Was Hitler’s Germany a Totalitarian State?
A Totalitarian state is one in which the leader, in this case Adolf Hitler, has total control of the Government and the people. In practice the term is often is used to describe a political situation where a small group of people, or one organisation, has total authority over a nation.
In Hitler’s Germany there were many characteristics of a Totalitarian state. The Government ran and censored the media. All forms of communication were liable to interference from above and could, and were, heavily censored. This removes freedom of speech, therefore enabling the government to influence popular opinion via propaganda and false news messages.
Propaganda within Nazi Germany was highly effective. The Nazi’s realised the importance of the Radio and newspapers as a means to communicate with the masses. they were also highly aware of the force that these media’s had and the level of influence that they had over the population. carefully planned radio broadcasts, rallies and films were used to convince the public that Hitler and the party had the overwhelming support of the masses. the news was engineered to show successes brought about by the parties policies and techniques such as subliminal messaging were used to ‘brainwash’ the masses into a state of belief and hysteria. In effect all news, rumour and opinion within the state was produced or influenced by the Government, a classic sign of a totalitarian leader exerting his control.
Clearly not everyone is susceptible to propaganda. You cannot force somebody to listen to the radio, read newspapers or watch film shows. To combat the potential threat to the utopia that was created by Hitler by these people alternative methods of ensuring control were necessary. The secret police was publicised, it’s role was to find enemies of the state. These people would quite often be publicly humiliated or even tortured. Such actions making people think twice before questioning the state. Likewise the police and Gestapo had the authority to remove people from their homes and send them, often without trial, to concentration camps. Once again this acted as a deterrent but it also ensured that the more determined opponent of the state was removed from the public domain.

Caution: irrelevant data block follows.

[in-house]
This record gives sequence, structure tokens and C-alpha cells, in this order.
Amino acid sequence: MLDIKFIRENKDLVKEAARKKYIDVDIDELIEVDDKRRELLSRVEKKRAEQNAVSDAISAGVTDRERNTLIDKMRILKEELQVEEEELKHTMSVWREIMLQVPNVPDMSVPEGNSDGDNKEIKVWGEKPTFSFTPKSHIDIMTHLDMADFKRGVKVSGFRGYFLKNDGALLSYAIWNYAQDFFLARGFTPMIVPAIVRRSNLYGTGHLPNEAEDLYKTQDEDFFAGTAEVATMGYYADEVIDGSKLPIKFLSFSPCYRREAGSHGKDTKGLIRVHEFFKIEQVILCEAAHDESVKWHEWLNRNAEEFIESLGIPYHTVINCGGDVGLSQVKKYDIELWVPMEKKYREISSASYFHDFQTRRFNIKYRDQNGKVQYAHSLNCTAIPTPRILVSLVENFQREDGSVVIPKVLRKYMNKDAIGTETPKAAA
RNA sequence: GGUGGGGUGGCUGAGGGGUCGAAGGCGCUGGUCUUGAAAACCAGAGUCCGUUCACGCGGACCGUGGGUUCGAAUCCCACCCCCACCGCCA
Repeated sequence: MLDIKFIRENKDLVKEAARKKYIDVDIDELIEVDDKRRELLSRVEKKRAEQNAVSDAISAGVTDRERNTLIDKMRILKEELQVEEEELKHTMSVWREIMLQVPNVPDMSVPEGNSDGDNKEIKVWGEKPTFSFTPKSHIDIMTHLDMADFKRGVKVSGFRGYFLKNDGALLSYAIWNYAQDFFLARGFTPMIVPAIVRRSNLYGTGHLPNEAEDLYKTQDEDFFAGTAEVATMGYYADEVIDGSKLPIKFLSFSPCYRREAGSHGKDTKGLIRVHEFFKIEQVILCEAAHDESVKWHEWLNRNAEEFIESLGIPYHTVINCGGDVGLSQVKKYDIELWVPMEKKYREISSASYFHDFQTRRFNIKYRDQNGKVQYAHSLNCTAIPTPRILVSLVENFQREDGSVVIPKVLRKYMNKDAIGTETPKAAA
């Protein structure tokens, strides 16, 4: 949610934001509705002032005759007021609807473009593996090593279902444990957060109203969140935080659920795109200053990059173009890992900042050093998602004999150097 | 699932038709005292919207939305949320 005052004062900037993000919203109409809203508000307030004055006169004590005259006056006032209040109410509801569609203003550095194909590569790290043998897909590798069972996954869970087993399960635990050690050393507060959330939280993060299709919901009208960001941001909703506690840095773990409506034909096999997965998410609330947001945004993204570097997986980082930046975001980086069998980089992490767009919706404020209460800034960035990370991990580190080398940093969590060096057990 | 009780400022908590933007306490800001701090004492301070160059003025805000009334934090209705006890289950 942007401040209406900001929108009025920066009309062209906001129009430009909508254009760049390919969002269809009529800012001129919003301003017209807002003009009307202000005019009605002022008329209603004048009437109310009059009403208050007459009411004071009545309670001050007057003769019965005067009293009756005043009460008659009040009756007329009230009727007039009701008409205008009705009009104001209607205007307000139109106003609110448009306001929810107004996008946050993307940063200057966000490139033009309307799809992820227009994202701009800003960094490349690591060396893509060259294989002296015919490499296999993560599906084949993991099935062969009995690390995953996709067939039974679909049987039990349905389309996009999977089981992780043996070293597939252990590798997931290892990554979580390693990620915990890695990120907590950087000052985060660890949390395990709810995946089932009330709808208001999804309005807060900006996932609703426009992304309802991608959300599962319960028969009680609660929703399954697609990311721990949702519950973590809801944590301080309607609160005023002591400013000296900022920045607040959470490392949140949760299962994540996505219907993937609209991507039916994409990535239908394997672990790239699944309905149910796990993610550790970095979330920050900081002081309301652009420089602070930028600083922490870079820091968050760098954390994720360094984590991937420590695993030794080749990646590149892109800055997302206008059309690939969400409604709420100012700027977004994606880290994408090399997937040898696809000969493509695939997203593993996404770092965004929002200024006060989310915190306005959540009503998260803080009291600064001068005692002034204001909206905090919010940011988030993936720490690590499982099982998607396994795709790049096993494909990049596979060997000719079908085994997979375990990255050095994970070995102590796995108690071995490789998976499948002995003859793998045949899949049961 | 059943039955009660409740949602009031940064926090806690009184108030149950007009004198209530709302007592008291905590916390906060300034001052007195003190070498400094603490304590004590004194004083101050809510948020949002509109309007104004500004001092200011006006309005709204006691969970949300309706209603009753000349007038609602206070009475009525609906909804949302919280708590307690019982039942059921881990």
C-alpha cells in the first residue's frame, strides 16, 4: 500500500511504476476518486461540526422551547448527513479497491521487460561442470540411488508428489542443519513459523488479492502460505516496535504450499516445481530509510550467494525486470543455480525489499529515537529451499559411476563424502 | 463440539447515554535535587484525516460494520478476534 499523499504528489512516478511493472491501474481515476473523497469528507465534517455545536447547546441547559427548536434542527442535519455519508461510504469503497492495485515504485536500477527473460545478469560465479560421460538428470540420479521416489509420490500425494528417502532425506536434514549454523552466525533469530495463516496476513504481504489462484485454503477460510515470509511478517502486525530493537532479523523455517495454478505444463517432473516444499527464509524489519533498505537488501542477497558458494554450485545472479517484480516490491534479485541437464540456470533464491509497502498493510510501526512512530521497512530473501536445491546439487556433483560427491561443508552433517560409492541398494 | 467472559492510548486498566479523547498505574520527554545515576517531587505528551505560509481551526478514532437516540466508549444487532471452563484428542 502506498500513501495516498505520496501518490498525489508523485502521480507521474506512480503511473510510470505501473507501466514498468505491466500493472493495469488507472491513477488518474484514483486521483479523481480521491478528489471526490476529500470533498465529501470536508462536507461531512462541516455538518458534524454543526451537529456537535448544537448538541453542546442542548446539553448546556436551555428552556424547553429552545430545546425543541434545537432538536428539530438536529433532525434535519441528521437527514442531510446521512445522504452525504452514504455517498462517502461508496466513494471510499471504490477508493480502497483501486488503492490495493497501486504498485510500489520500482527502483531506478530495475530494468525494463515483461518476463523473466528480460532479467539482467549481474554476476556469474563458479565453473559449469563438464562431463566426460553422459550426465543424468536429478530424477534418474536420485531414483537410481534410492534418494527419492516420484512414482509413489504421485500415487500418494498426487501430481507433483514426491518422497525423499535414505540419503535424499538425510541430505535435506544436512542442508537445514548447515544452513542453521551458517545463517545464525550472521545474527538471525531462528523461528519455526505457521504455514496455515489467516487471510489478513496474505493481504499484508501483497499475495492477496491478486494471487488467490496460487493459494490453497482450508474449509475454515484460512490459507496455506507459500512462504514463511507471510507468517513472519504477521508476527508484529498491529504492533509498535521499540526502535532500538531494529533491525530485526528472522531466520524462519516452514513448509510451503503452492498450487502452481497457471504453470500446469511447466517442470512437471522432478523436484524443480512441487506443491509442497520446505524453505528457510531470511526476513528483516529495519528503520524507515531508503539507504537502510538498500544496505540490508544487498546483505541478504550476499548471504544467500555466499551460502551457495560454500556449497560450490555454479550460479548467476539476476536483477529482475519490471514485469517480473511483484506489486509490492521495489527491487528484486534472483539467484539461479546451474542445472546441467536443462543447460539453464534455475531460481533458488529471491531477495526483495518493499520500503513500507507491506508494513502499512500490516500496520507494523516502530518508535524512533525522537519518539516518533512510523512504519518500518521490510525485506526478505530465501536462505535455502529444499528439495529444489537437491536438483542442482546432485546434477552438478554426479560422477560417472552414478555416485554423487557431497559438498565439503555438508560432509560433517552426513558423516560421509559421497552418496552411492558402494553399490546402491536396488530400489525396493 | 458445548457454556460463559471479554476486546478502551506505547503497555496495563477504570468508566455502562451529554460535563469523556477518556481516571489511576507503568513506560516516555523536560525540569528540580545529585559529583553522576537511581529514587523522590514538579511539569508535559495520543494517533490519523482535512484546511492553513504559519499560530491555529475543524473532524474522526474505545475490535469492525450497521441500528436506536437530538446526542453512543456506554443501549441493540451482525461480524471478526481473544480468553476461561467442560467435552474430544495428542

In essence Germany under Hitler was a very good example of what a totalitarian state is/ was. People did not question decisions, no matter how absurd they appeared to be. It was evident that working against the party, or even being perceived as a potential threat would lead to prison or worse (the Night of the Long Knives for example). Through careful coercion, manipulation and misleading information the authorities could, and did, do as they pleased as the people either knew nothing about actions being taken or were too afraid to speak out about them.
GCSE Revision booklet: Weimar and Nazi Germany (31 Pages)£2.00 Add to basket
Germany 1919-39, Online CPD for teachers.£20.00 Add to basket
Hitler’s Rise to Power Revision Chart£1.50 Add to basket
Lesson: The Role of the SA. Usefulness of Sources£3.00 Add to basket
Life in Nazi Germany – Revision Chart£1.00 Add to basket
Rise of Hitler£0.00 Add to basket
The Rise of the Nazi Party. Themes and Factors.£3.00 Add to basket